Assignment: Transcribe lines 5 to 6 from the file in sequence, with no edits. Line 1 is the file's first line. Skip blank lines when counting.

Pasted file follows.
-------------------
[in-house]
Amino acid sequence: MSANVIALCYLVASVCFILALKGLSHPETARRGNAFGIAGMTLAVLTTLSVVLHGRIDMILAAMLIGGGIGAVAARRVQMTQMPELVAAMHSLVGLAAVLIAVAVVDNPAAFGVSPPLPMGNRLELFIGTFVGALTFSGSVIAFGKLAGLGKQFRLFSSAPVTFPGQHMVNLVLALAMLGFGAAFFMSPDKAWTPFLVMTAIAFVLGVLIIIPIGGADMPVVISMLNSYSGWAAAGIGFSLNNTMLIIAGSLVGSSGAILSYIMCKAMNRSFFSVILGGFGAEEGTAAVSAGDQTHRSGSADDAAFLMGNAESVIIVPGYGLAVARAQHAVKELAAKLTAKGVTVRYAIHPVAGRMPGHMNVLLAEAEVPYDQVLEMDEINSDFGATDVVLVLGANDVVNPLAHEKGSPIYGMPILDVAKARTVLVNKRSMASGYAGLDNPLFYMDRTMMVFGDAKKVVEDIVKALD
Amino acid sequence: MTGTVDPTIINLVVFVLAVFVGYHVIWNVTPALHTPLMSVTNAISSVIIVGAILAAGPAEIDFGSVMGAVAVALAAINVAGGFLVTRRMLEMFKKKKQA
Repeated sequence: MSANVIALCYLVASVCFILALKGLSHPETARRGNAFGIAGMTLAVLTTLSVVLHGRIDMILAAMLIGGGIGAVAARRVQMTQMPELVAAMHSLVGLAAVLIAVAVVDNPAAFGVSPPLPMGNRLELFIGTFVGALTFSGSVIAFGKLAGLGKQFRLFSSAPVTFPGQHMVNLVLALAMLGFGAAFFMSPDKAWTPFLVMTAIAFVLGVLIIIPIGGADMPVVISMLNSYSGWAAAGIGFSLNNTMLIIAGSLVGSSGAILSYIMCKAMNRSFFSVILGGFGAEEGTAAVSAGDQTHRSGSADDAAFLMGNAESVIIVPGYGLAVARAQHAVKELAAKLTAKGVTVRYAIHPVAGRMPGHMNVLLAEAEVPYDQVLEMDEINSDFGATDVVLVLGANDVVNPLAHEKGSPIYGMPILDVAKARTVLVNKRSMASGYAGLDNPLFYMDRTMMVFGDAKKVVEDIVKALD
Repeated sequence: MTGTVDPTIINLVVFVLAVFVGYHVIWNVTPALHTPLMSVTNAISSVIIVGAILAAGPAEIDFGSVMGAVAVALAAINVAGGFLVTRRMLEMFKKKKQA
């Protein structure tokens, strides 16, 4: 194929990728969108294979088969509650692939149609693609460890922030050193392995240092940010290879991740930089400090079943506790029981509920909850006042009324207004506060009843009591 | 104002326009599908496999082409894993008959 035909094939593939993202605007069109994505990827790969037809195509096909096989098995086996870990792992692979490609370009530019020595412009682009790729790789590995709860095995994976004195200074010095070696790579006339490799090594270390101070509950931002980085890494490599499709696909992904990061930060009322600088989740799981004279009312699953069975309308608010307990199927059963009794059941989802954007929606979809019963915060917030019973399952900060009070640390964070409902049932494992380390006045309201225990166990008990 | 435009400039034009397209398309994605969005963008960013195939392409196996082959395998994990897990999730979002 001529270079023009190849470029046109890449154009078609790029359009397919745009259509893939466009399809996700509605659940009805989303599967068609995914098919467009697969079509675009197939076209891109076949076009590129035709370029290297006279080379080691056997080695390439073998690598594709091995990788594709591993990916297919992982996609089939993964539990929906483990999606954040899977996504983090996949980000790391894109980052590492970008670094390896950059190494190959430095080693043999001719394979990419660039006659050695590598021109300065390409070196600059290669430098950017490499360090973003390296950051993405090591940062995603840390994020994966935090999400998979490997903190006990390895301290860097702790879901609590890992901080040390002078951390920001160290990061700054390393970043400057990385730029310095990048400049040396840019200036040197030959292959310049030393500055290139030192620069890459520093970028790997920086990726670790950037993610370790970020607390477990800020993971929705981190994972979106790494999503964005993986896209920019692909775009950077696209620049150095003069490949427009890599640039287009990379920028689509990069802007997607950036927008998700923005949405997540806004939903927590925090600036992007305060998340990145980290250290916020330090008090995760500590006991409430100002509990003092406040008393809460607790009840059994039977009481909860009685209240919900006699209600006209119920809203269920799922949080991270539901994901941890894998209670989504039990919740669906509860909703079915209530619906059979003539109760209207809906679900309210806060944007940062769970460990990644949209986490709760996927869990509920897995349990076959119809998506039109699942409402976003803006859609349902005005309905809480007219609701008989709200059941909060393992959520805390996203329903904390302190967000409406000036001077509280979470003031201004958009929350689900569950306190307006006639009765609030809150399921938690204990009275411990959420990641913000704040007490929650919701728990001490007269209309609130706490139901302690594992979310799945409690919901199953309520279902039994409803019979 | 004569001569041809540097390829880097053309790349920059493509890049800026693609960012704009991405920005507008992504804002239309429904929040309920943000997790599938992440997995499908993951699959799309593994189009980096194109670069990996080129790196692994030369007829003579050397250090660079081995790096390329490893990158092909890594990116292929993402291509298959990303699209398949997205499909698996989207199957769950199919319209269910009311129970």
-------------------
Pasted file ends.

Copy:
Repeated sequence: MTGTVDPTIINLVVFVLAVFVGYHVIWNVTPALHTPLMSVTNAISSVIIVGAILAAGPAEIDFGSVMGAVAVALAAINVAGGFLVTRRMLEMFKKKKQA
């Protein structure tokens, strides 16, 4: 194929990728969108294979088969509650692939149609693609460890922030050193392995240092940010290879991740930089400090079943506790029981509920909850006042009324207004506060009843009591 | 104002326009599908496999082409894993008959 035909094939593939993202605007069109994505990827790969037809195509096909096989098995086996870990792992692979490609370009530019020595412009682009790729790789590995709860095995994976004195200074010095070696790579006339490799090594270390101070509950931002980085890494490599499709696909992904990061930060009322600088989740799981004279009312699953069975309308608010307990199927059963009794059941989802954007929606979809019963915060917030019973399952900060009070640390964070409902049932494992380390006045309201225990166990008990 | 435009400039034009397209398309994605969005963008960013195939392409196996082959395998994990897990999730979002 001529270079023009190849470029046109890449154009078609790029359009397919745009259509893939466009399809996700509605659940009805989303599967068609995914098919467009697969079509675009197939076209891109076949076009590129035709370029290297006279080379080691056997080695390439073998690598594709091995990788594709591993990916297919992982996609089939993964539990929906483990999606954040899977996504983090996949980000790391894109980052590492970008670094390896950059190494190959430095080693043999001719394979990419660039006659050695590598021109300065390409070196600059290669430098950017490499360090973003390296950051993405090591940062995603840390994020994966935090999400998979490997903190006990390895301290860097702790879901609590890992901080040390002078951390920001160290990061700054390393970043400057990385730029310095990048400049040396840019200036040197030959292959310049030393500055290139030192620069890459520093970028790997920086990726670790950037993610370790970020607390477990800020993971929705981190994972979106790494999503964005993986896209920019692909775009950077696209620049150095003069490949427009890599640039287009990379920028689509990069802007997607950036927008998700923005949405997540806004939903927590925090600036992007305060998340990145980290250290916020330090008090995760500590006991409430100002509990003092406040008393809460607790009840059994039977009481909860009685209240919900006699209600006209119920809203269920799922949080991270539901994901941890894998209670989504039990919740669906509860909703079915209530619906059979003539109760209207809906679900309210806060944007940062769970460990990644949209986490709760996927869990509920897995349990076959119809998506039109699942409402976003803006859609349902005005309905809480007219609701008989709200059941909060393992959520805390996203329903904390302190967000409406000036001077509280979470003031201004958009929350689900569950306190307006006639009765609030809150399921938690204990009275411990959420990641913000704040007490929650919701728990001490007269209309609130706490139901302690594992979310799945409690919901199953309520279902039994409803019979 | 004569001569041809540097390829880097053309790349920059493509890049800026693609960012704009991405920005507008992504804002239309429904929040309920943000997790599938992440997995499908993951699959799309593994189009980096194109670069990996080129790196692994030369007829003579050397250090660079081995790096390329490893990158092909890594990116292929993402291509298959990303699209398949997205499909698996989207199957769950199919319209269910009311129970």